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Discussion Starter · #1 ·
The mystery of SAAMI and CIP max pressure specifications for 32 S&W and 32 S&W Long

I was reviewing the SAAMI and CIP pressure standards for the 32 S&W and 32 S&W long and came across some interesting information:

SAAMI CIP
MAP (psi) Pmax (bar/psi)

32 S&W 17,000 900 / 13,050

32 S&W Long 15,000 1000 / 14504

32 S&W Long WC -na- 1550 / 22481

Surprisingly, the SAAMI MAP (maximum average pressure) for the 32 S&W is 2,000 psi higher than the 32 S&W Long. Because of the age and weakness of most 32 S&W pistols, it is unlikely that any commercial 32 S&W ammunition is loaded to the SAAMI specification. Frankly, I am at a loss to figure out why the 32 S&W MAP would be higher than the 32 S&W Long MAP. The CIP Pmax specifications are more in keeping with what I would expect for these two cartridges. Since it is generally accepted that the 32 S&W can be safely fired in a 32 S&W Long revolver, it would seem reasonable that the 32 S&W Long cartridge should be able to operate at the same MAP as the 32 S&W. That being the case, the extra 2,000 psi makes a significant difference in the energy of a full-house loading for the 32 S&W Long. Here are some theoretical calculations made in Quickload (being theoretical, powder weights can be specified to the 1/100 of a grain to more closely match the max pressure specification):

32 S&W Long

100 gr RNFP / 3.96 gr Herco / 1.246 OAL
14459 psi / 937 fps / 195 ft-lb / 90.3% Burn / 68.1% Fill

100 gr RNFP / 4.28 gr Herco / 1.246 OAL
16976 psi / 1003 fps / 223 ft-lb / 93.1% Burn / 73.4% Fill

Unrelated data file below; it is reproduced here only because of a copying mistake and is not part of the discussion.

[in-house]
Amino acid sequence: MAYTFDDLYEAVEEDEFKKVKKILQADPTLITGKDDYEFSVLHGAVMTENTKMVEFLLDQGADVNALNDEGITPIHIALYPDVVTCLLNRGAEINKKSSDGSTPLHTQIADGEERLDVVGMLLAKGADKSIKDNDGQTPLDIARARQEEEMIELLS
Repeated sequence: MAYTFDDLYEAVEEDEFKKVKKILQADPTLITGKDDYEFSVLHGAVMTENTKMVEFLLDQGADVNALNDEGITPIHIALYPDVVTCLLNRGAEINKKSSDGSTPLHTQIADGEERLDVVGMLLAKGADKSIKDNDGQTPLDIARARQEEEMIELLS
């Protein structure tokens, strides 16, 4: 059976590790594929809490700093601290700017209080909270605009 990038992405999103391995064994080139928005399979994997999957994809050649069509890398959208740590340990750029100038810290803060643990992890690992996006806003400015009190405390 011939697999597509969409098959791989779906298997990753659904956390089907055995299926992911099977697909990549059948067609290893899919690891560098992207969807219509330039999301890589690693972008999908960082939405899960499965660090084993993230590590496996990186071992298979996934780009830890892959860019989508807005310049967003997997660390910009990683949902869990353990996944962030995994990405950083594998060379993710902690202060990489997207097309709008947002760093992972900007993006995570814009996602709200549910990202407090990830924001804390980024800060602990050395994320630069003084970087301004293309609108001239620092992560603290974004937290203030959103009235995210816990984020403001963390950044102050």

We find that an extra 28 ft-lb (+14.4%) of muzzle energy is possible using the higher 32 S&W SAAMI pressure specification.

The CIP specifications are interesting as well. Unlike SAAMI, CIP includes a Pmax specification for a wadcutter round. This pressure limit is much higher than specified in SAAMI or CIP for a standard round. Again, I am not sure about the reasoning for this. Possibly, it compensates for the very rapid pressure drop as the deeply seated wadcutter projectile moves out of the casing and into the cylinder. It could also be that this initial high pressure occurs only in the thicker web of the case and not in the thin area near the mouth. If this level of pressure was acceptable for a non-wadcutter round the increased energy would be very significant:

100 gr RNFP / 4.87 gr Herco / 1.246 OAL
22335 psi / 1119 fps / 278 ft-lb / 97.0% Burn / 83.7% Fill

This level of energy would turn the normally mellow 23 S&W Long into a serious contender for SD use. I am not sure if many pistols chambered for the 32 S&W Long could safely handle this pressure, but it does have some interesting implications.

I solicit the thoughts and ideas from anyone who can help make sense of these varying and sometimes contradicting specifications.

Marshall